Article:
In "36 years of commercial flying" you have experienced "2-3 failures of the AOA system". I'm no math wizard, but I believe that works out to one failure EVERY EIGHT TO SIXTEEN YEARS. When you combine this with what can only be called a nonsensical mishmash of bad assumptions, glaring omissions, and flat out nonsense you conclude "this aircraft will be under repair at a rate of 400 times greater than any other aircraft." You stand by this.

Here's what I stand by: You are either lying about your background/experience or lying about the 737. There is no other explanation. Your comments both here and on your hack-job of a website are so full of holes, there just aren't enough hours in the day to address them all--and leaving something out might imply it's somehow more legit, which it most certainly would not be.

We are living in an age that requires a minuscule amount of accuracy, truth, and common sense to achieve your goals. It would appear that even this would be too much to ask... and right when I thought the bar couldn't get any lower.

P.S. I suppose there might be one more explanation: you're completely off your stump.
vyfong
Van Fong 1
You really don't understand the ramifications of what I am saying. I feel that my career was fairly normal so I feel my experience mirrors my fellow pilots. The vast majority of us did not have to deal with inflight emergencies (which is a good thing). The AOA malfunctions, which are non issues on all other airplanes, was probably something ALL of us experienced during our careers. Therefore, ALL 100000 of us (if we were flying a 737MAX) would have had to deal with what could be an in flight incidence at some point in our career. If you know anything about the cost of an inflight interruption cost, then you would realize that this is not a desirable situation. If you think that AOA failures are rare, just note that in the short service life of the 737MAX, it has already had two incidents (that we know of) that contributed to fatal accidents. By connecting both AOA's to the MCAS, they have actually doubled the chances of the MCAS being rendered inoperative.
JMARTINSON
JMARTINSON 1
AOA sensor problems are non issues on all other airplanes. If that were true, Airbus wouldn't use three of them now would they?

"By connecting both AOA's to the MCAS, they have actually doubled the chances of the MCAS being rendered inoperative"

Redundancy does not increase risk and inoperative MCAS did not cause the crashes (it's the other way around).
vyfong
Van Fong 1
No, sadly it is not. The weak point in this design is that the MCAS is a required item and it is tied to the angle of attack transmitters and or indicators. On every other airplane in the world, the loss of an angle of attack transmitter/indicator is an item which can be placarded with a 3-7 day repair requirement. On the 737MAX, this is an out of service item. On the 737MAX, losing an angle of attack has the same repair requirements as the loss of a major item like an engine.
punkrawk78
Silent Bob 3
That's a pretty bad analogy for two reasons: first, AOA systems are not high failure rate items, so while what you say may be true if they don't fail then it's not much of an issue.

Second, even if they do fail repairing and/or replacing them is a fairly quick and easy process, not like changing an engine which is a long and involved process.
vyfong
Van Fong 1
Of course the loss of an AOA does not have the same repair impact as the loss of an engine, I was trying to point out that what is a minor item on all other airliners in operation is a major out of service issue for the 737MAX. All of us that have flown the line know that there is never a "quick and easy" aircraft part replacement. First you need to obtain the replacement part, then mechanics need to replace the part, then quality assurance need to sign off on the repair. This makes this minor item, which on other airplanes, can be deferred, into one which NEEDS to be repaired. Southwest Airlines, who is a model of aircraft utilization, often turns around their airplanes in an hour or less. The difference between deferring a maintenance item until downtime verses having to take an hour out of the day to repair/replace is huge. If they follow their plan to replace their entire fleet with the 737MAX, I think that the impact to their fleet efficiency will be very apparent.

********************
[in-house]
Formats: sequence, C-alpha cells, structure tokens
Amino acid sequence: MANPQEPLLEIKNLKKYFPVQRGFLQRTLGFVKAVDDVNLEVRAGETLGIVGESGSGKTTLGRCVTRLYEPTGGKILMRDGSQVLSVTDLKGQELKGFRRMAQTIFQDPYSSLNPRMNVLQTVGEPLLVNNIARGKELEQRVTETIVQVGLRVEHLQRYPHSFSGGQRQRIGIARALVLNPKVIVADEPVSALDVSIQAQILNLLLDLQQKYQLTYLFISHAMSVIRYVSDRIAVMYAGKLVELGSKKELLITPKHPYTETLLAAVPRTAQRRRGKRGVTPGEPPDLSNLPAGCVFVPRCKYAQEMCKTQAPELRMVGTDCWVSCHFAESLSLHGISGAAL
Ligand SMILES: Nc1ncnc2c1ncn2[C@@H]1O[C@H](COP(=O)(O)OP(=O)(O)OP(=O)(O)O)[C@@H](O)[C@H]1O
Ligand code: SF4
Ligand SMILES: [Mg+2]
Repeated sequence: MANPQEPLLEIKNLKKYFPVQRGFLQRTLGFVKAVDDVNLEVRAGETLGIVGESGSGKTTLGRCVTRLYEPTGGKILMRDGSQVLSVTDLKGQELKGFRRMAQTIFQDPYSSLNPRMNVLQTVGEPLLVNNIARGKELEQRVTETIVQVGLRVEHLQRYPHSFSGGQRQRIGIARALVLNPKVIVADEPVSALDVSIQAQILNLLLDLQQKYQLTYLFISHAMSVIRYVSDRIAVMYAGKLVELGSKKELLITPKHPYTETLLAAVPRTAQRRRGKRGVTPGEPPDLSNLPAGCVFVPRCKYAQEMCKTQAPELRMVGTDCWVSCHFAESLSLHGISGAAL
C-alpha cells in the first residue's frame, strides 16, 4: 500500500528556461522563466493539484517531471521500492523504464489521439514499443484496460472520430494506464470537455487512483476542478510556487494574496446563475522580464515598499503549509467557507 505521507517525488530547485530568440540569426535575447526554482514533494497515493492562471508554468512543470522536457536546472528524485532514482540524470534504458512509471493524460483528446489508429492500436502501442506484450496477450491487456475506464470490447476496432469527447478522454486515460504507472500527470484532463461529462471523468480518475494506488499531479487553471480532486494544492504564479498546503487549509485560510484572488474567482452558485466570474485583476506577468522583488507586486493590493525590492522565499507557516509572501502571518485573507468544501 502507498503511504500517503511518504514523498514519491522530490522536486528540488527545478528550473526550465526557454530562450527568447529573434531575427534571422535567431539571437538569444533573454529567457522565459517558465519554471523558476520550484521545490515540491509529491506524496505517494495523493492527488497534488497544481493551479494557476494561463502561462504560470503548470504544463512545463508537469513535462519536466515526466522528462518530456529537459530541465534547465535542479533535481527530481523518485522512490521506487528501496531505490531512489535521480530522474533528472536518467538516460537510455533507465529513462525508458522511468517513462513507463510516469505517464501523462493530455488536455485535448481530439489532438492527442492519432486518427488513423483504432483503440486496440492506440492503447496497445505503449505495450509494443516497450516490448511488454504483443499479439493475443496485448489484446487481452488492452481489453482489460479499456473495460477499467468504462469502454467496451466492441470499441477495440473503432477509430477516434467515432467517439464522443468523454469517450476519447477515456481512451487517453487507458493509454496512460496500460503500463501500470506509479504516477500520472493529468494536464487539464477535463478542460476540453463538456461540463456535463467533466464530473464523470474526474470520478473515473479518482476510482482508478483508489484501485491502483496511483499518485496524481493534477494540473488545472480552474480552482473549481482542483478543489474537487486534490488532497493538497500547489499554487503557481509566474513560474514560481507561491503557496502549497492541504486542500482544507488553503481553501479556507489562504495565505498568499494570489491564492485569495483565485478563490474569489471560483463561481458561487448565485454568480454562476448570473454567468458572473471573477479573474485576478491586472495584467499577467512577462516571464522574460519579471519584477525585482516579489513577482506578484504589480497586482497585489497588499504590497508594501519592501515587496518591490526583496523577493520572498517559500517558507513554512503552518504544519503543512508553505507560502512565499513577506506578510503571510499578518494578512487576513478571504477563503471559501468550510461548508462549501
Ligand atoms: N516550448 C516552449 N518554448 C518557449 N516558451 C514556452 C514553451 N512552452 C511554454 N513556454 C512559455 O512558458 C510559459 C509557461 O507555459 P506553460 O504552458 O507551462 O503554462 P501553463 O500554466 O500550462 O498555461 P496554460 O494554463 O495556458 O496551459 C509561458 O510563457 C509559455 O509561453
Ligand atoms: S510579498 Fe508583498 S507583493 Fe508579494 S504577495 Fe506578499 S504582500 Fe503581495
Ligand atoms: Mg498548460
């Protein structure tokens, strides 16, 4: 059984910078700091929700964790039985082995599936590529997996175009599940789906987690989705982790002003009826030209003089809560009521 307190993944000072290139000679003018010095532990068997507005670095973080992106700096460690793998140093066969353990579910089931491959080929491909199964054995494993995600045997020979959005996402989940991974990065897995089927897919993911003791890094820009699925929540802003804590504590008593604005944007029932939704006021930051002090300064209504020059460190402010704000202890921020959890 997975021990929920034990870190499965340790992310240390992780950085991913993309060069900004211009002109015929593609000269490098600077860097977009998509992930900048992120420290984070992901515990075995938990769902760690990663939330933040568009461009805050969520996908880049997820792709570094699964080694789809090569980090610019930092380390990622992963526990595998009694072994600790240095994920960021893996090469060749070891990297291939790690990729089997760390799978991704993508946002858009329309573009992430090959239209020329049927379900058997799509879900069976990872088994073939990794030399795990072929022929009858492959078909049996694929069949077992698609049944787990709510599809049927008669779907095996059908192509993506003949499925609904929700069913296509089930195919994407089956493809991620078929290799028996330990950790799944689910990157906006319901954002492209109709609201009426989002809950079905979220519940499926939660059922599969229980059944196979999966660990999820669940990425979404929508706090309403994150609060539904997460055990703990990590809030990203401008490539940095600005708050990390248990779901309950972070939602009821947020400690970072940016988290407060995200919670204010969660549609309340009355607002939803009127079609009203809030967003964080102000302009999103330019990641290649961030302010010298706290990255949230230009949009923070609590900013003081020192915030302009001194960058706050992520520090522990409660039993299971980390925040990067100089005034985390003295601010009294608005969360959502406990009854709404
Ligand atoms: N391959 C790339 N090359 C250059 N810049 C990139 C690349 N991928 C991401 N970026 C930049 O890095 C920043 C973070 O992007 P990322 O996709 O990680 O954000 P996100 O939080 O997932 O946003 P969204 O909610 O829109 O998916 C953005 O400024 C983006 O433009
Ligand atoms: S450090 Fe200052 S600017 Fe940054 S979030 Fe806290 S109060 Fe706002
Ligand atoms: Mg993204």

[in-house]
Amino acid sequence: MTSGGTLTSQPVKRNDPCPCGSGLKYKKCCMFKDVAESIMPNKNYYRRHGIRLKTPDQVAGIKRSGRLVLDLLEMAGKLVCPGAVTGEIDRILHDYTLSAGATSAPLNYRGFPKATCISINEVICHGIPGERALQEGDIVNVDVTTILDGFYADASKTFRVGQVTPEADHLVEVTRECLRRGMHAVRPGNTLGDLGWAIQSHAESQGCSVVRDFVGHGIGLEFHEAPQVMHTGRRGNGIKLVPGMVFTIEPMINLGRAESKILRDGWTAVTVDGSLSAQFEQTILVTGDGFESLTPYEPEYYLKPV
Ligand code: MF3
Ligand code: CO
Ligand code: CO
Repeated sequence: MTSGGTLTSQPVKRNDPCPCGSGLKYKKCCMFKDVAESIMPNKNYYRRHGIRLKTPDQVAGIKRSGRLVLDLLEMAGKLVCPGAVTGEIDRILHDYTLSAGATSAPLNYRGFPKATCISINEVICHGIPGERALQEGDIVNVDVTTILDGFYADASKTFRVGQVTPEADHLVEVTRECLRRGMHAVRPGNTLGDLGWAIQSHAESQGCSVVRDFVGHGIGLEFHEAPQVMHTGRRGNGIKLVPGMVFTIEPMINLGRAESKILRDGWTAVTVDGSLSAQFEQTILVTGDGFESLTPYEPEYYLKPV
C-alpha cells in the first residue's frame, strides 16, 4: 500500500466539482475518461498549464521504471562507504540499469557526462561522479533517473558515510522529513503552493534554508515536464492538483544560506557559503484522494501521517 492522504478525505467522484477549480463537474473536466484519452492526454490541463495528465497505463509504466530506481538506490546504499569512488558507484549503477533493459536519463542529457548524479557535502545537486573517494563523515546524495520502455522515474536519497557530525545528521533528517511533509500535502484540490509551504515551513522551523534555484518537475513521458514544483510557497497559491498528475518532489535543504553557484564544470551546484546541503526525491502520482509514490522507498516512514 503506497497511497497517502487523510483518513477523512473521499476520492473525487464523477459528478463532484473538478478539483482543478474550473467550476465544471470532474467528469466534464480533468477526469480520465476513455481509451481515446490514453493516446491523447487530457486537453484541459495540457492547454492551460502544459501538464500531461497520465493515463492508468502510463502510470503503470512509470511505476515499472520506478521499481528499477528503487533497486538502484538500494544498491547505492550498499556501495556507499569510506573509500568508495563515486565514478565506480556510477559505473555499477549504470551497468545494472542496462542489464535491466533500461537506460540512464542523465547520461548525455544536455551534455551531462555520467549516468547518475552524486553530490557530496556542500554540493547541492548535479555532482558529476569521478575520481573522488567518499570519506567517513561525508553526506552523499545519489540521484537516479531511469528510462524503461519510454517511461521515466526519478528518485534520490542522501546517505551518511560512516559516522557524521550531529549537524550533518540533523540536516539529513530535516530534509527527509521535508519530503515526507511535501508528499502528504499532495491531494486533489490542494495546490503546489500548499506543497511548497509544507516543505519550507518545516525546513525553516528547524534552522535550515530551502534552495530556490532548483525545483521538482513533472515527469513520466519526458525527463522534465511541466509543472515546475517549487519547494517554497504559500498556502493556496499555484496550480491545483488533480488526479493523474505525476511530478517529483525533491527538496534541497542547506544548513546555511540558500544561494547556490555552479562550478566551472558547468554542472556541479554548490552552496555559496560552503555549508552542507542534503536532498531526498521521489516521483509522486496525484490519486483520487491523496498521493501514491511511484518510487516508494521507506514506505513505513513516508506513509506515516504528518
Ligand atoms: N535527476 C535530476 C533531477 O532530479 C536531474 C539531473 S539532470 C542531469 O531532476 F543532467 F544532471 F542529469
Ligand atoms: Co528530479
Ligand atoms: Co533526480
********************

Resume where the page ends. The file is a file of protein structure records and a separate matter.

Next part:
JMARTINSON
JMARTINSON 1
MCAS was required in order to certify under the old 737 type certificate. MCAS is not required for the airplane to fly safely. MCAS dormant while inside the normal flight envelope. As a matter of fact it's even dormant while outside the normal flight envelope if the flaps are anywhere but up.

Every other airplane in the world, like the A320? You know, the one with it's three AOA sensors, that A320.

What was it that brought down XL Airways Flight 888 again? I forget...
vyfong
Van Fong 1
You are really missing the point. Whether MCAS is required to safely fly the airplane is debatable. In Boeings own words, it is REQUIRED to certify this aircraft for flight. So in both those accidents, if the pilots did everything right, they would have had to land immediately and thus have an air interrupt. Only in the 737MAX is a CRITICAL/REQUIRED system tied to the operation of a minor instrument. The same failure on the B707, B727, B737, B757, B767, B777, B787, DC9, DC10,MD11, would be a minor instrument inconvenience and the flight would have continued on its journey. On the 737MAX you would be legally required to land as soon as possible. Whether you would encounter the safety issue the MCAS was built to counter is still unknown. I am not familiar with the A320, so I cannot comment on whether their 3 AOAs are tied to a safety issue. You need to research further into the development of the MCAS system. It is not merely a "feel" system. It is in operation always when the flaps are up. It is an independent control to a major control surface which the pilots cannot turn on or off. If it malfunctions, the pilots can disable the electric control that MCAS uses, thus creating 2 failures. Now there are even less resources to deal with whatever flight problems the MCAS was created to counteract.

https://www.seattletimes.com/seattle-news/times-watchdog/the-inside-story-of-mcas-how-boeings-737-max-system-gained-power-and-lost-safeguards/